During the 1975 tour to promote “Stampede,” Johnston began suffering from exhaustion and ulcers, and doctors advised him to stay off the road and rest. “I hadn’t quit the band,” he later stated. “I just wasn’t physically able to do it. I needed to get off the road and get away from that whole scene for a while.” In need of someone who could somehow temporarily replace their leader on stage, the band approved Baxter’s suggestion to invite occasional Steely Dan vocals contributor Michael McDonald to fill in. McDonald was hesitant at first: “They were looking for someone who could play organ and a lot of keyboards, and I was just a songwriter who dabbled at piano. More than anything, I think they were looking for a singer to fill (Johnston’s) shoes.” It proved to be a momentous decision, as we shall see.
Their contract required another album in 1976, but Johnston still wasn’t able to participate fully, so the band asked McDonald if he had any original songs to contribute. Once producer Templeman heard the demos for “It Keeps You Runnin’,” “Takin’ It To the Streets,” “Carry Me Away” and “Losin’ End,” he told the band, “You’ve got a real diamond in the rough here that you can make into something if you want to go ahead.” Everyone was reluctant to mess too much with the Doobies formula, including McDonald. “I knew the record company was panicked about any change in the band,” he said. “They were leery about getting a new guy. I was thrilled just to have the gig, but I wasn’t expecting much.”
They decided to proceed, knowing this would significantly change the band’s overall sound and image. The sessions also included three Simmons songs (co-written with Baxter) and one lone track written and sung by Johnston (“Turn It Loose”) that maintained ties to the original Doobies groove, but the label chose to release “Taking It to the Streets” as the single (and album title), so the evolution toward McDonald began.
Many older fans balked, but I liked the new blood he injected, and most critics did, too. The arrangements of the new material reflected a Steely Dan influence, which suited me fine, and McDonald’s good looks made him something of a heartthrob as well, which helped attract a new audience. He, Simmons, Porter and Knudsen were ably to credibly perform the vocals on live versions of Johnston’s older songs and, with help from the four-man horn section, The Memphis Horns (who had already chipped in on the last few albums), the band never missed a step.
I saw the “new” Doobie Brothers five times over the next five summers every time they came to town, as they were one of the tightest, most entertaining bands going. McDonald cemented his place as band leader, first by singing lead on the Motown cover “Little Darling (I Need You),” the single from the 1977 LP “Livin’ on the Fault Line,” but even more dramatically on their 1978 #1 album, “Minute By Minute,” which dominated the airwaves for the better part of 1979 and made them superstars. “What a Fool Believes,” the #1 single McDonald wrote with Kenny Loggins (who also recorded his own version), won Grammys for Song of the Year (for the composers) and Record of the Year (for the band and producer).
The rigors of touring and recording albums nearly non-stop took its toll, though, causing Hartman and Baxter to depart. They were replaced by drummer Chet McCracken and multi-instrumentalist John McFee, and the lineup was further expanded with the addition of Cornelius Bumpus on saxophone, flute, keyboards and vocals. This lineup recorded what turned out to be the last Doobies album for a decade, 1980’s “One Step Closer,” with McDonald’s “Real Love” (a #5 single) and the title song (sung by Bumpus) getting most of the airplay. They were now about as far away from a boogie biker band as they could be, with several tracks that sounded more like cool jazz (later derisively known as “yacht rock”).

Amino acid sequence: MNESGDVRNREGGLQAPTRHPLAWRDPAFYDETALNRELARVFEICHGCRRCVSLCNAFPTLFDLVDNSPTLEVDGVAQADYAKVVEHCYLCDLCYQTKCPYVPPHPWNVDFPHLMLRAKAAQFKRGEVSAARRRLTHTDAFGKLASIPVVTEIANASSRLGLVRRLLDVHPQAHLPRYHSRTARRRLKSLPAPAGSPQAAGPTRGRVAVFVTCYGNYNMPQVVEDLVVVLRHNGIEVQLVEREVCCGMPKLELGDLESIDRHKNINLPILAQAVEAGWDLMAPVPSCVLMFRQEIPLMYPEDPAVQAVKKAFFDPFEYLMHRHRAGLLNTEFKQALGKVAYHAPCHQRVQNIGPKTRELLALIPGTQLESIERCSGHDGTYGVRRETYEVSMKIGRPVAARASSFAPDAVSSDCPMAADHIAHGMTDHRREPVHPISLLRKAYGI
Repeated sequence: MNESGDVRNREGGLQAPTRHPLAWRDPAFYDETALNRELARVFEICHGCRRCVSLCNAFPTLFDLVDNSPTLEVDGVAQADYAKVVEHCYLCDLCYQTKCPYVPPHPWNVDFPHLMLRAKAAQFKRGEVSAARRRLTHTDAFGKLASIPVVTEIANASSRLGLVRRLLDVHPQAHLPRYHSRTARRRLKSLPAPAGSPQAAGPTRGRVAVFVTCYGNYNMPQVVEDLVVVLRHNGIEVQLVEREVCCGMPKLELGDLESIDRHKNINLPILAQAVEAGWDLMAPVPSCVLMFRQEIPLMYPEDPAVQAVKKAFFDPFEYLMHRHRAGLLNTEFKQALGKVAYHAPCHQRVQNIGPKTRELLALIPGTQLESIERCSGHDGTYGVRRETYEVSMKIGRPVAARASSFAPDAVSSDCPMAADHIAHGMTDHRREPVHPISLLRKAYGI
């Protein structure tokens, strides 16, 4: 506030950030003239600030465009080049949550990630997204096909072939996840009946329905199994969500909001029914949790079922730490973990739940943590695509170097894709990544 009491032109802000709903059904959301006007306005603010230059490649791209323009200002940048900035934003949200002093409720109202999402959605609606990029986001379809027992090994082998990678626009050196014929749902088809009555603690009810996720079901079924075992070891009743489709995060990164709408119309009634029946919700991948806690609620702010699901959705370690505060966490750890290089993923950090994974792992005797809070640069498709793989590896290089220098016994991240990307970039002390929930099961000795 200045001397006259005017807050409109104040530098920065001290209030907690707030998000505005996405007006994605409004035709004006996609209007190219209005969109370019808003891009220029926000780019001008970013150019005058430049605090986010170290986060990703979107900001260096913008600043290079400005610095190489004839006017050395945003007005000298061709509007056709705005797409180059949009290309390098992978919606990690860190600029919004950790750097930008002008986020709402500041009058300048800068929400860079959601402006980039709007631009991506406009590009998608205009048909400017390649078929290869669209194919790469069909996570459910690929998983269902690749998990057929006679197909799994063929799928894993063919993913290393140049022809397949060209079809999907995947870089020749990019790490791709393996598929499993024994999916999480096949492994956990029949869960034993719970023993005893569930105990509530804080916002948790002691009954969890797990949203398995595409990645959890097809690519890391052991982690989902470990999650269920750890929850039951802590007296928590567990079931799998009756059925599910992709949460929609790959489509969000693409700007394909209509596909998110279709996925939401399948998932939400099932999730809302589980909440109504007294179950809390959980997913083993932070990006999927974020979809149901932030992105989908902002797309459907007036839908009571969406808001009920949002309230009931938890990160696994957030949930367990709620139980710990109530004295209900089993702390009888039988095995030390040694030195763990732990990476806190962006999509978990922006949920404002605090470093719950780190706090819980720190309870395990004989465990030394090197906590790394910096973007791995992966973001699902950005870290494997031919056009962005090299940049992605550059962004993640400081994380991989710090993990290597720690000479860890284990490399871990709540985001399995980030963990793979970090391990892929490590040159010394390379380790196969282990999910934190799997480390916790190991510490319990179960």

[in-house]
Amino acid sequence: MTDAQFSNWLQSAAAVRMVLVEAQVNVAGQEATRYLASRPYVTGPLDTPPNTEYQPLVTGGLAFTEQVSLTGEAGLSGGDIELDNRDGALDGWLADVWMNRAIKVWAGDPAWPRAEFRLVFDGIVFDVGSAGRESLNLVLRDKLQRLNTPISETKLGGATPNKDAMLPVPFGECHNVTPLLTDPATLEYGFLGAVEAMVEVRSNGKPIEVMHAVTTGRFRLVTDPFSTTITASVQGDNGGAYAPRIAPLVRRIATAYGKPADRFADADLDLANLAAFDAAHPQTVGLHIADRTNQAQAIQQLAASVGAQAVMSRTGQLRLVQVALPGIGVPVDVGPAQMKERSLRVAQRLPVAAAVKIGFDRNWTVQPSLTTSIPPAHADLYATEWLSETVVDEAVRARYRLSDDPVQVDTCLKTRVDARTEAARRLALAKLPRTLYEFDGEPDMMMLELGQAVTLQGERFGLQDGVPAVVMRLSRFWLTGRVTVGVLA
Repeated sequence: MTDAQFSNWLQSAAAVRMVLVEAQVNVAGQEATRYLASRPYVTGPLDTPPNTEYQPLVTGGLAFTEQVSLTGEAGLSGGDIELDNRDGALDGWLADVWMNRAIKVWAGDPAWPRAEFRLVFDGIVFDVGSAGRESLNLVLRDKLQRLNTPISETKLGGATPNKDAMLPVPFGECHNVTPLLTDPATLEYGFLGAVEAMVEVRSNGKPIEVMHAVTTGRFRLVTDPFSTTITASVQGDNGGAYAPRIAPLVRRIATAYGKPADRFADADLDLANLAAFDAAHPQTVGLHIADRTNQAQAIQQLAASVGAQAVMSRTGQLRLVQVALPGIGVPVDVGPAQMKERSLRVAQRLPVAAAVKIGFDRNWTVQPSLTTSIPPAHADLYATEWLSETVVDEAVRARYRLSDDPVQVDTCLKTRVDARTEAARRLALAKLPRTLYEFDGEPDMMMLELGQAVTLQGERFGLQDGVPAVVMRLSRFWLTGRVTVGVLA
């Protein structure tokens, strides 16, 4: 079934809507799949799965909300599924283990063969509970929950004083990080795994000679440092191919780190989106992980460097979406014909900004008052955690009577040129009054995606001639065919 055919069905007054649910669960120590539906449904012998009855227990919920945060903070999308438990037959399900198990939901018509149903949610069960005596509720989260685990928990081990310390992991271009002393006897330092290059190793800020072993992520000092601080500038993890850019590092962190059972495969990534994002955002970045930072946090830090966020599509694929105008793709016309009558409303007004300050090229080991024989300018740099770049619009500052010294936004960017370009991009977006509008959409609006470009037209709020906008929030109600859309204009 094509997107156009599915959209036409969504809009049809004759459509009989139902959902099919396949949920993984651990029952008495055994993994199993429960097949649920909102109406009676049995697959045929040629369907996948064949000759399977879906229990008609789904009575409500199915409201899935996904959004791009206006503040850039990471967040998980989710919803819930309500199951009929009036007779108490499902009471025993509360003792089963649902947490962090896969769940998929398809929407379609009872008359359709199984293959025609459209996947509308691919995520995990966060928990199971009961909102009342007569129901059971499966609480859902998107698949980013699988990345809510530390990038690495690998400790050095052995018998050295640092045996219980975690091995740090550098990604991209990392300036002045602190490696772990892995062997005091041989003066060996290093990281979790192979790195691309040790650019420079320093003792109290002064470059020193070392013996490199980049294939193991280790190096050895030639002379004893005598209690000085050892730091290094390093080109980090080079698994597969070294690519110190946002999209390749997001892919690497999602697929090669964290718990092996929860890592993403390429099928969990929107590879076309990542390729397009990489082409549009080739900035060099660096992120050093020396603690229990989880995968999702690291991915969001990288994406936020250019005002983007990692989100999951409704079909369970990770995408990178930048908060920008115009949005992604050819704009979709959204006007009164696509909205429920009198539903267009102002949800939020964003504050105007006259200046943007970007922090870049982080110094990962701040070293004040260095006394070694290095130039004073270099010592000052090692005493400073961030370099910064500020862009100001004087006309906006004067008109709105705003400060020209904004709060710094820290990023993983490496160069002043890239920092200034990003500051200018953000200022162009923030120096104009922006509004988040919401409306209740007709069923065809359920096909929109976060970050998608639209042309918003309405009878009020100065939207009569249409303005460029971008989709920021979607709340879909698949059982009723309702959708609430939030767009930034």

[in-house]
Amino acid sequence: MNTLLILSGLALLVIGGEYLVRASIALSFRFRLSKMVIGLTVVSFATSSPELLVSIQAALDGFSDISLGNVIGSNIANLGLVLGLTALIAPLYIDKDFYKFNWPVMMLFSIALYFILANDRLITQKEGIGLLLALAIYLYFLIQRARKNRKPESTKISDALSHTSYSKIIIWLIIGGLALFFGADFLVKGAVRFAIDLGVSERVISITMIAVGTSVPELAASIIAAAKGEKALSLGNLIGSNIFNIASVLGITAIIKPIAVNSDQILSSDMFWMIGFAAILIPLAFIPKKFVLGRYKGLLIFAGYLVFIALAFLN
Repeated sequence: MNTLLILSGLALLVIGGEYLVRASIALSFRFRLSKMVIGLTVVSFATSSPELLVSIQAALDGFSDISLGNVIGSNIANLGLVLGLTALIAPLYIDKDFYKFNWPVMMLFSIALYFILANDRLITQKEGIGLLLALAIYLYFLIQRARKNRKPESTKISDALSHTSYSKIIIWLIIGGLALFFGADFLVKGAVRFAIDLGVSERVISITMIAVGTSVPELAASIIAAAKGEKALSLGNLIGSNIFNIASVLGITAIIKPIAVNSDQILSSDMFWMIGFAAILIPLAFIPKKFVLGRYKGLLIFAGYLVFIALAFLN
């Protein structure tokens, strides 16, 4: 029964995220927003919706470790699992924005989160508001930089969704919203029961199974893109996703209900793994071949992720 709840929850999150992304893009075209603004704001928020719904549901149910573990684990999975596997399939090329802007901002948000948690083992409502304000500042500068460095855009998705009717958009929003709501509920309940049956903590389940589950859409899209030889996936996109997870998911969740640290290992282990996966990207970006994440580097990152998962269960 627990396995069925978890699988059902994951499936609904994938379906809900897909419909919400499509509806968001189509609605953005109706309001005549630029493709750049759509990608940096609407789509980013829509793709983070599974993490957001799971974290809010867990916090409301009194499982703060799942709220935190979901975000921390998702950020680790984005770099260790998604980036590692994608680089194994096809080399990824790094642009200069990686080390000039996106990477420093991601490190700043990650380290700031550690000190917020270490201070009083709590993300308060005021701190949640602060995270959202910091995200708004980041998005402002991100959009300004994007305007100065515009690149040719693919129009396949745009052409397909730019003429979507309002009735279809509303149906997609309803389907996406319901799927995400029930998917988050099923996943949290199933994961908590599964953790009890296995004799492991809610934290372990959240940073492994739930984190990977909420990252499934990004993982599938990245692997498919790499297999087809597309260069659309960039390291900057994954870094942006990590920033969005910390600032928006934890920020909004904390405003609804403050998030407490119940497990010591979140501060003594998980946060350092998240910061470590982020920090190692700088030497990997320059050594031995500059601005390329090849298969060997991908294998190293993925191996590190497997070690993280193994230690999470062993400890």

When Simmons, the only constant throughout The Doobies’ career arc, started itching to leave for a solo project, and McDonald voiced similar desires, the remaining members chose to dissolve, but not until they wrapped things up with a lengthy farewell tour in 1982 that even brought Johnston back for a few special performances.
Simmons’ album “Arcade” came and went without much attention, but McDonald fared far better. He had done guest vocals on several hit records for Loggins, Christopher Cross, Nicolette Larson and others, and he continued this trend through the ’80s with the likes of James Ingram (“Yah Mo B There”), Patti Labelle (“On My Own”) and Joni Mitchell (“Good Friends”). Two of his own solo singles (“I Keep Forgettin’,” “Sweet Freedom”) went Top 10 as well. In 2003 and 2004, he put together two sterling collections of Motown covers that both went Top 20.
Nothing was heard from The Doobies until the end of the ’80s when the original lineup of Johnston, Simmons, Porter, Hartman and Hossack reunited to record “Cycles,” a surprisingly strong effort that reached the Top 20 and was reminiscent of the band’s early work. “The Doctor” was a #9 hit in 1989, and the group made a triumphant return to the road to promote the LP, which included Simmons’ “South of the Border” and a kickass cover of The Isley Brothers’ “Need a Little Taste of Love.” They tried a follow-up album, “Brotherhood,” which stiffed by comparison, although “Excited” and the single “Dangerous” had merit.
In the 30 years since, various Doobies lineups have reconvened, always with Johnston, Simmons and McFee as the core group. A 2010 LP, “World Gone Crazy,” was generally ignored, but I suggest you check out “A Brighter Day” and a remake of their very first single, “Nobody.” Five live albums have also been released capturing various lineups and eras of the band. “Live at Wolf Trap” (2014), “Live at the Greek Theater 1982” (2011) and “Live from the Beacon Theatre” (2019) all have tracks to recommend them, and some have been included on my Spotify playlist below.
Most intriguing, and beautifully executed, is “Southbound,” a 2014 release on which The Doobies, including McDonald, re-recorded some of their biggest hits with the contributions of various new-generation artists on instruments and/or vocals, including Zac Brown Band, Sara Evans, Hunter Hayes, Toby Keith, Huey Lewis, Love and Theft, Blake Shelton and Brad Paisley.
I have to rank The Doobie Brothers in my top 20 rock groups. I’ve seen them perform 10 times and I own pretty much everything they recorded, and still play their stuff often. God bless ’em, they’re still doing Zoom performances during the pandemic and are hoping to tour with McDonald in 2021. I’d buy tickets to that one, for sure.